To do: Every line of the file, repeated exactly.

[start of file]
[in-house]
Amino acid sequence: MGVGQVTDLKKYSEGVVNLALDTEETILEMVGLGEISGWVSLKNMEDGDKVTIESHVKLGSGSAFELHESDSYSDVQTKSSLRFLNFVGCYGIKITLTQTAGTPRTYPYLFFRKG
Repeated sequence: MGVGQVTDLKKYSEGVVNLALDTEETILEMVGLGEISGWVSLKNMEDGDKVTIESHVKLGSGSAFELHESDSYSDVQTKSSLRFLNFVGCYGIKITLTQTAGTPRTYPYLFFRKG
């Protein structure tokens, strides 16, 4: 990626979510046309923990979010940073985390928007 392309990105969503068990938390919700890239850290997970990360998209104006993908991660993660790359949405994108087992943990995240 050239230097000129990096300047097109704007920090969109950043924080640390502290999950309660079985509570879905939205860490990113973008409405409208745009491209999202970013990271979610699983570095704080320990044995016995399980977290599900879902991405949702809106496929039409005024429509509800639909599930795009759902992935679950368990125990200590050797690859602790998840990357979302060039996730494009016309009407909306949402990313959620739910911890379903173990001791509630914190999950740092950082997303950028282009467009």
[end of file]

[in-house]
Amino acid sequence: MGVGQVTDLKKYSEGVVNLALDTEETILEMVGLGEISGWVSLKNMEDGDKVTIESHVKLGSGSAFELHESDSYSDVQTKSSLRFLNFVGCYGIKITLTQTAGTPRTYPYLFFRKG
Repeated sequence: MGVGQVTDLKKYSEGVVNLALDTEETILEMVGLGEISGWVSLKNMEDGDKVTIESHVKLGSGSAFELHESDSYSDVQTKSSLRFLNFVGCYGIKITLTQTAGTPRTYPYLFFRKG
């Protein structure tokens, strides 16, 4: 990626979510046309923990979010940073985390928007 392309990105969503068990938390919700890239850290997970990360998209104006993908991660993660790359949405994108087992943990995240 050239230097000129990096300047097109704007920090969109950043924080640390502290999950309660079985509570879905939205860490990113973008409405409208745009491209999202970013990271979610699983570095704080320990044995016995399980977290599900879902991405949702809106496929039409005024429509509800639909599930795009759902992935679950368990125990200590050797690859602790998840990357979302060039996730494009016309009407909306949402990313959620739910911890379903173990001791509630914190999950740092950082997303950028282009467009």